Director of the Centre for Advanced Economic Studies (CEVES), Kori Udovicki, has said that in Serbia, for the third time since March 2020, subsidies are distributed indiscriminately to all and to a greater extent to those who need them less or not at all.
“The group of business owners most affected by the crisis will receive only about one-eighth of the planned subsidies, as decided in February 2021,” Udovicki said in a press release. She added that “the political implications of the health care measures, and the increasingly likely implosion of the health care system, are now likely to happen.”
She adds that “the President of Serbia, Aleksandar Vucic is the one who weighs and evaluates such measures, while this work should be done independently, and therefore responsibly and professionally, by a number of public bodies and organizations. However, that has not happened and all of them are waiting for a nod from the President to know what and how to proceed”.
According to her, the political factor plays an important role in deciding about lockdown because governments do not like demonstrations, and they do not help to control the epidemic. The problem is that, in Serbia, “the political factor plays a primary role precisely because decisions are made only by one person”.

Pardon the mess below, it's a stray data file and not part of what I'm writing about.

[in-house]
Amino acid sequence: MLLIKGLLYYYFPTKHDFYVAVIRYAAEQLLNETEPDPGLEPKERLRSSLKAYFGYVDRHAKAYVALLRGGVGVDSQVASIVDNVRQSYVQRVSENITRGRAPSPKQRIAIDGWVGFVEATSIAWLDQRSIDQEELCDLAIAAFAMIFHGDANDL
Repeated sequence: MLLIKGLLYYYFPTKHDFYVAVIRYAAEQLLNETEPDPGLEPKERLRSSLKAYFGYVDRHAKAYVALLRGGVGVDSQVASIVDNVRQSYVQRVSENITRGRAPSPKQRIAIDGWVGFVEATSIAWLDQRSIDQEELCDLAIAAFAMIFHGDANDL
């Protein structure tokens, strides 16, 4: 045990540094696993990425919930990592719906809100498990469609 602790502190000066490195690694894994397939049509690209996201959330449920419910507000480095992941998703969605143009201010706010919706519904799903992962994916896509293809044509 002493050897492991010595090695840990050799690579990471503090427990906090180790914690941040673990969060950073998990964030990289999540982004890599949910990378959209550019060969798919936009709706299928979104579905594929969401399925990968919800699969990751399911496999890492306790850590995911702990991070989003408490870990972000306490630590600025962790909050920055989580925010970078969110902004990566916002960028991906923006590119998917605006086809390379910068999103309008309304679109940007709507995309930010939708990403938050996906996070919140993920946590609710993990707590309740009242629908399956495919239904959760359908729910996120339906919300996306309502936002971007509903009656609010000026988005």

“The fact that the economic price of restrictive measures and health is evaluated and weighed these days at the meetings of the Crisis Unit is pure manipulation because one month of the current measures means a minimum loss of 0.8% of the gross domestic product (GDP), or 350 million euro,” Udovicki warns.
She added that for businesses that had been severely affected by the pandemic, such as, for example, restaurateurs or retailers and their suppliers, the loss is great, and for some it is total, i.e. 100%. This loss could be covered with two-thirds of the subsidies determined in February this year.
The problem, as Udovicki says, is “structural in nature, because when decisions are made by one man, then there is much more political pressure on him because he is the one who gives and takes.”
“People in Serbia would be more open to accepting epidemiological measures if the Crisis Unit had real responsibility, worked professionally and collected reliable data regularly, as well as made realistic projections of the likely increase in the number of patients under different circumstances and planned and announced measures several months in advance,” Udovicki said.
Finally, the expert said that now that the measures are overdue and unavoidable, subsidies should be increased significantly, or at least businesses that are most affected should be exempt from paying taxes.
This post is also available in: Italiano